Refugee women as victims of intimate partner violence: Forever vulnerable?
Authors Fatima Khan, Cecile Sackeyfio and Liliya Paraketsova
Affiliations: Associate Professor in Law and Director of the Refugee Rights Unit, University of Cape Town; Researcher, Refugee Rights Unit, University of Cape Town; Clara Belfield and Henry Bates Overseas Fellow, Refugee Rights Unit, University of Cape Town.
Source: Acta Juridica, 2020, p. 227 – 266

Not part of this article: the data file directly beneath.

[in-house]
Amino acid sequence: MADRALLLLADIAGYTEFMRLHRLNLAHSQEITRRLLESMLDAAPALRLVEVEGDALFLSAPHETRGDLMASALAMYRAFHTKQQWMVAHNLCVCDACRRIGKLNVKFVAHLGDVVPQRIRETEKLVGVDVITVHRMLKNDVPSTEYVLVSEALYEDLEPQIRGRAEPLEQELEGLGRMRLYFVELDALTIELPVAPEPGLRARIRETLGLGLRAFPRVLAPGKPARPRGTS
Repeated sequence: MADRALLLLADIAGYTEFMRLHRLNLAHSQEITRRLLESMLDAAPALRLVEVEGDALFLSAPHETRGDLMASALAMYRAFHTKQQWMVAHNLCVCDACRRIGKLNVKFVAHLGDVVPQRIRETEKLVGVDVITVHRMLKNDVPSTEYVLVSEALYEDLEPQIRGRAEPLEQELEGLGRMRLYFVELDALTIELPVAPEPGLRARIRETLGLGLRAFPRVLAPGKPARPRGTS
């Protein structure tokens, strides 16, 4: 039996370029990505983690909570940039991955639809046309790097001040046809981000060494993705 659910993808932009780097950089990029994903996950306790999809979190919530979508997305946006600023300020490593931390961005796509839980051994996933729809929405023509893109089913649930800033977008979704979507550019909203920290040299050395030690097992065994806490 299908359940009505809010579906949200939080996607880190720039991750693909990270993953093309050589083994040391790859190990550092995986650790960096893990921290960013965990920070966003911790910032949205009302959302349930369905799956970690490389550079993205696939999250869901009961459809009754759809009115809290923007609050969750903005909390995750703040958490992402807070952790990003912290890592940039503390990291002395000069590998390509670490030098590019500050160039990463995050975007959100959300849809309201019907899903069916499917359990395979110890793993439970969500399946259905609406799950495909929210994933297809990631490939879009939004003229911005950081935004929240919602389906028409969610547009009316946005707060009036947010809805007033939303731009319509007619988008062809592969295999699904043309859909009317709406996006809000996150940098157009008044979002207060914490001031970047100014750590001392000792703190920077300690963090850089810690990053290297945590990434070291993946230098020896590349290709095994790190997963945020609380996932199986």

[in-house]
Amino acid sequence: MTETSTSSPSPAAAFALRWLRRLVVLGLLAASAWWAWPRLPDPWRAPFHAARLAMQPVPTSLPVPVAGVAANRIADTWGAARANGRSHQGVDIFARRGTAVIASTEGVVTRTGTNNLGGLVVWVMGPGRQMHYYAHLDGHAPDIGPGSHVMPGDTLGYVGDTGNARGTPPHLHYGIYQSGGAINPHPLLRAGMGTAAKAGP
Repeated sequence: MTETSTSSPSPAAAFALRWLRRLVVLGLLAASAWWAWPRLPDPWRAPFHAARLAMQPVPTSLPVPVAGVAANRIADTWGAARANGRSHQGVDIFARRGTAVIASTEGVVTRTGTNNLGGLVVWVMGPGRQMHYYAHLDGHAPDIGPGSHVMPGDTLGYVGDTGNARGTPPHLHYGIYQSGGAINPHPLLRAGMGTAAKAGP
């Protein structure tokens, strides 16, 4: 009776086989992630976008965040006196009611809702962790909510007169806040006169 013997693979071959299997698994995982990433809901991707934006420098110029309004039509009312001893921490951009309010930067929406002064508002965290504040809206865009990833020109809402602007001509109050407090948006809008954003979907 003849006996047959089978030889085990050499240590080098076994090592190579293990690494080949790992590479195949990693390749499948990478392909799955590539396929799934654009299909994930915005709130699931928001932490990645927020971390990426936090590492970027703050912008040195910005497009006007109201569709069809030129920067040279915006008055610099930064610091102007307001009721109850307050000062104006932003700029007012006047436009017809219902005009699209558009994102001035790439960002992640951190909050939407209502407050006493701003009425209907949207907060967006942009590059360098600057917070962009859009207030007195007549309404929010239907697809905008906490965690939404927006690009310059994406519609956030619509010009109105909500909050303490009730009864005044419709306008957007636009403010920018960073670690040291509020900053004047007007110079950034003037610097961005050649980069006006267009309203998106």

Gender-based violence against refugees has received increasing attention over the last two decades. However, the tendency worldwide, as well as in South Africa, has been to focus on ‘truly horrific’ and ‘culturally grotesque’ acts while ignoring the more invisible forms of gender-based violence. The tendency to focus on the conditions of the country of origin, rather than individual cases, can hinder women’s access to asylum on the ground of intimate partner violence if their country of origin is hailed as having a more progressive approach to women’s rights. This article seeks to bring the more invisible harm to the fore and will focus on intimate partner violence affecting female refugees in their countries of origin and in their host country, South Africa. We make recommendations for South Africa to recognise intimate partner violence as a valid asylum claim, to tailor effective services for female refugees who are victims of intimate partner violence in South Africa, and to fulfil its international and domestic legal obligations to refugee women by adopting a transformative reparations framework.